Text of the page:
I had intended to ask the Taoiseach about the fact that more than 50% of Covid-19 fines have been handed out to people between the ages of 18 and 24. There has been an increase in Garda harassment of young people, who are also suffering disproportionately as a result of unemployment at present. I will ask the Taoiseach about that matter another day, however,
Last night, or more correctly, in the early hours of this morning, we saw workers lifted off picket lines outside the Debenhams store in Waterford. They were physically removed from sitting positions by gardaí in order to clear the way for trucks driven by non-union labour to remove disputed stock from the store. The intervention of those gardaí came after a five-hour stand-off between midnight and 5 a.m. Members of the public order unit from Waterfront were there in big numbers, the area around the store was sealed off by gardaí and traffic was diverted. Some 40 gardaí were involved in this operation. In other words, more gardaí were present than there were Debenhams workers and their supporters. Those officers were backed up by six big police vans.
There is an issue here for the media to get its teeth into. I find it incredible that this is not one of the top news stories in the national media today. That says something about how sharp the media is on these issues, or not, as the case may be. We are talking here about policing reform, however.
Workers are not criminals and should not be treated this way by gardaí. In fact, the role of gardaí should be connected to dealing with crime and antisocial behaviour. They should not be involved in industrial disputes full stop. I will end this contribution with a statement. As part of the policing reform being considered, the removal of the Garda Síochána from involvement of the kind we saw last night in respect of industrial disputes should be on the agenda. It would be interesting to hear a comment on that from the Taoiseach.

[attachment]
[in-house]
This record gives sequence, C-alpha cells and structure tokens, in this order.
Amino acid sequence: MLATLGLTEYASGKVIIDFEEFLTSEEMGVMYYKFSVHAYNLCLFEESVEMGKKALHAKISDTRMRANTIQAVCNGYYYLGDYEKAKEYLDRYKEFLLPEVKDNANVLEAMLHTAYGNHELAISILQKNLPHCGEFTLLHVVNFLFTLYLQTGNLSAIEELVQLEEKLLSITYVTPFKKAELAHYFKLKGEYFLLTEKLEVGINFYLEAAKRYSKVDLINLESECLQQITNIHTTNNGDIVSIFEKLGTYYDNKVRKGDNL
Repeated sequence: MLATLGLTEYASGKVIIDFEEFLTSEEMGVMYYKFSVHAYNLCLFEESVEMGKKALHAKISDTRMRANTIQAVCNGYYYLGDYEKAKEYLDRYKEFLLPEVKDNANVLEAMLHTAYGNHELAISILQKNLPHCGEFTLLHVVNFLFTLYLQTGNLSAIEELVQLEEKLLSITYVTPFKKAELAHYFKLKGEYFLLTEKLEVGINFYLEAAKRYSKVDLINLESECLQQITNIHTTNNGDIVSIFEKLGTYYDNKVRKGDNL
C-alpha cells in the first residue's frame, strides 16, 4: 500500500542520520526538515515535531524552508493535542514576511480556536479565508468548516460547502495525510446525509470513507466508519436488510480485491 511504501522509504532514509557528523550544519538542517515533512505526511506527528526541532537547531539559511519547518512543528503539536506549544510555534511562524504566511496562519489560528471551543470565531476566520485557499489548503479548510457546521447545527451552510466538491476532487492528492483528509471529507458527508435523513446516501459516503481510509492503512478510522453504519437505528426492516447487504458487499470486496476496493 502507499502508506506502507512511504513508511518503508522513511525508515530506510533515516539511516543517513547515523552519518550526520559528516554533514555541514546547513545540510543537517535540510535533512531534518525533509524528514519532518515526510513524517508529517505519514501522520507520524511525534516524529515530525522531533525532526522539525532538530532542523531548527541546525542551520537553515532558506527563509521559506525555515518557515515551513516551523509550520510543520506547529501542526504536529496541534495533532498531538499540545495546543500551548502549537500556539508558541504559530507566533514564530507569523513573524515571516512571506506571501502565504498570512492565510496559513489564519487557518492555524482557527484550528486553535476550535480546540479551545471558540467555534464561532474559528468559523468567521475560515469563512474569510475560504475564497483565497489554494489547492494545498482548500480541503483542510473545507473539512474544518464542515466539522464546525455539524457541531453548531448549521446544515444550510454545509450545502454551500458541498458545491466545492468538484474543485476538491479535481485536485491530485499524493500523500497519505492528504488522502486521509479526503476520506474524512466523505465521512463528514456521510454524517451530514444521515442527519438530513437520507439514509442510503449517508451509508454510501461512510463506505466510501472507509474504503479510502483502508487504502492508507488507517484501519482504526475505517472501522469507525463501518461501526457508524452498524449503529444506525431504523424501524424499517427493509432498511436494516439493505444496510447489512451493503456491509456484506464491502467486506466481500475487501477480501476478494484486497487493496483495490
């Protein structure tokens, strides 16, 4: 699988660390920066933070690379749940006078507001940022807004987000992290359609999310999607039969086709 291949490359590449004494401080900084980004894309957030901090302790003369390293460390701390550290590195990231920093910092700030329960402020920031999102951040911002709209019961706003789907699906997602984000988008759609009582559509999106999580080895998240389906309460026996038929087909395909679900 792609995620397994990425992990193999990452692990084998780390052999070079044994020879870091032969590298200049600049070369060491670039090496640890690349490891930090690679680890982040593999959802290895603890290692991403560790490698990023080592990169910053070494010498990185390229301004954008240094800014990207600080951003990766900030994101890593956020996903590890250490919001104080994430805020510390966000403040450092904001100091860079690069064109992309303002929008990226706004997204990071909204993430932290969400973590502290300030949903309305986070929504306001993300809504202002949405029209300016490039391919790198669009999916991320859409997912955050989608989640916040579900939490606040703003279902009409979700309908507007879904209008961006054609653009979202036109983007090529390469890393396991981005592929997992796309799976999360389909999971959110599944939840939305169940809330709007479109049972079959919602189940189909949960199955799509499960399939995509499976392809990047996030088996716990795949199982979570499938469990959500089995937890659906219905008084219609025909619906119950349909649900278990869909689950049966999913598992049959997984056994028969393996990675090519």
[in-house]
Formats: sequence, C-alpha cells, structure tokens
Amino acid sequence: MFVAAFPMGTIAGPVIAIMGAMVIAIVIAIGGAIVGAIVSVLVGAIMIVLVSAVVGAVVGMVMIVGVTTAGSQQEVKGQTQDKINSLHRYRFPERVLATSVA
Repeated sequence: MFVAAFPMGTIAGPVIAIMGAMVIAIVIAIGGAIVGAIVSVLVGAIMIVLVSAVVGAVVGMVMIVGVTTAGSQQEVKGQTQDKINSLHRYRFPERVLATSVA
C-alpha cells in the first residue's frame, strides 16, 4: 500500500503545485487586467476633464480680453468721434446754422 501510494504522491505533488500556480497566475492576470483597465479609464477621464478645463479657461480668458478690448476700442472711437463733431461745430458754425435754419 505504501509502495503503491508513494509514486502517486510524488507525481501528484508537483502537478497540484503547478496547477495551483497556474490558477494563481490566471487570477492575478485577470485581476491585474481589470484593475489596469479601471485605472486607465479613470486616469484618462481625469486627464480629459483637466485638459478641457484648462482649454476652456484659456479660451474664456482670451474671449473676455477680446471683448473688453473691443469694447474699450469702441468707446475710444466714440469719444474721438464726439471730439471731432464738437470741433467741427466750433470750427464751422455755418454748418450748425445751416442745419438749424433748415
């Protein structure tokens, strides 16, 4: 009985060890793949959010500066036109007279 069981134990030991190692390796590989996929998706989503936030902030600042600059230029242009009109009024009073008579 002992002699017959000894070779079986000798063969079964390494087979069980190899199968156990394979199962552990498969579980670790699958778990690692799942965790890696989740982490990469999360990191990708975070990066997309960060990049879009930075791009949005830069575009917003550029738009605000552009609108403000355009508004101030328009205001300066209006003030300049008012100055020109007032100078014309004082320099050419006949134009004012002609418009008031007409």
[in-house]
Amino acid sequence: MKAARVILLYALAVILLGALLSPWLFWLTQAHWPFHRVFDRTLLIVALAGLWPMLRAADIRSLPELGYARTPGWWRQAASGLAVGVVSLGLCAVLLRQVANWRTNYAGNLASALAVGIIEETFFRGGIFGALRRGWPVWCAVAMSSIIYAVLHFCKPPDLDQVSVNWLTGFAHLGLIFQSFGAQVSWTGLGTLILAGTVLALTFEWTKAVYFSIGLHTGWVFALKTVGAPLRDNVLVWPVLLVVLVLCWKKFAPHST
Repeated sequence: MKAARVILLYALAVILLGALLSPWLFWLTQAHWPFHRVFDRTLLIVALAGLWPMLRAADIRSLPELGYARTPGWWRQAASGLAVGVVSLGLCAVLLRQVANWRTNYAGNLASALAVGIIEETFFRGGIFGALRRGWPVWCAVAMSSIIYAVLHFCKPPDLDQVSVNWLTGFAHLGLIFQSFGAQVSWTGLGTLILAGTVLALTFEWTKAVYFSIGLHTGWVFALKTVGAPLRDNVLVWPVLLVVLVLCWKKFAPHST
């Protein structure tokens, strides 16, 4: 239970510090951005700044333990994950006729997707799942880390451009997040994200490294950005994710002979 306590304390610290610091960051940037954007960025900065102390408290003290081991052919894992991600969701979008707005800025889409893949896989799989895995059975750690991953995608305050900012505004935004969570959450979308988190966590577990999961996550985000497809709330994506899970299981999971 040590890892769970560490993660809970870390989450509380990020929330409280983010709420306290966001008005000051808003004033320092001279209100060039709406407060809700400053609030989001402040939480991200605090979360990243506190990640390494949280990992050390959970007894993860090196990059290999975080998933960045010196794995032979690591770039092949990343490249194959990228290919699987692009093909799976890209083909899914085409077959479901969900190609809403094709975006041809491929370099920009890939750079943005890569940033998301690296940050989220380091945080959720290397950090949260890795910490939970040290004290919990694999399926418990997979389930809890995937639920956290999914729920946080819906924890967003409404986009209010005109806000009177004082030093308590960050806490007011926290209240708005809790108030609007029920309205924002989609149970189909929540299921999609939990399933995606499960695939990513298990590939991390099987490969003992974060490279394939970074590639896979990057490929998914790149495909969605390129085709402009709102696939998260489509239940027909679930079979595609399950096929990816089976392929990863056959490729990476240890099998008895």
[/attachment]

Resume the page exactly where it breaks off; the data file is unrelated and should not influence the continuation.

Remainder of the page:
In the first instance, Deputy McDonald raised the issue - it has been commented on by others - of the Stardust inquest and related legal fees. The Stardust fire was a most traumatic national tragedy that has left a terrible and particular legacy of pain for many people in north Dublin. I greatly sympathise with all the families of the 48 young people who were tragically killed in that fire 40 years ago for the awful loss they suffered. I also recognise the terrible impact it had on everyone who attended the Stardust that night.
The Minister for Justice is absolutely committed to ensuring that all the families of the victims of the Stardust fire tragedy receive the supports they need in terms of legal aid at the new inquests. Extensive work has already been undertaken towards this end. Government funding of up to €8 million has been allocated for the new inquests to cover a number of areas, including legal aid for the families. The last remaining issue regarding legal aid for the families was the Courts and Civil Law (Miscellaneous Provisions) Act 2013, which made a set of amendments to the Coroners Act 1962 and the Civil Legal Aid Act 1995 that enabled legal aid at inquests in certain conditions. Officials working for the Minister for Justice reviewed alternative arrangements for funding legal professionals, which were not considered to be the best option in terms of meeting the needs of the families compared to the facility provided by the Legal Aid Board. Section 60 of the Coroners Act 1962, as amended, provides a procedure whereby a family member of the deceased may apply to the coroner for a request to be submitted to the board with regard to the granting of legal aid. Applications for legal aid have been certified by the coroner and these applications are with the Legal Aid Board.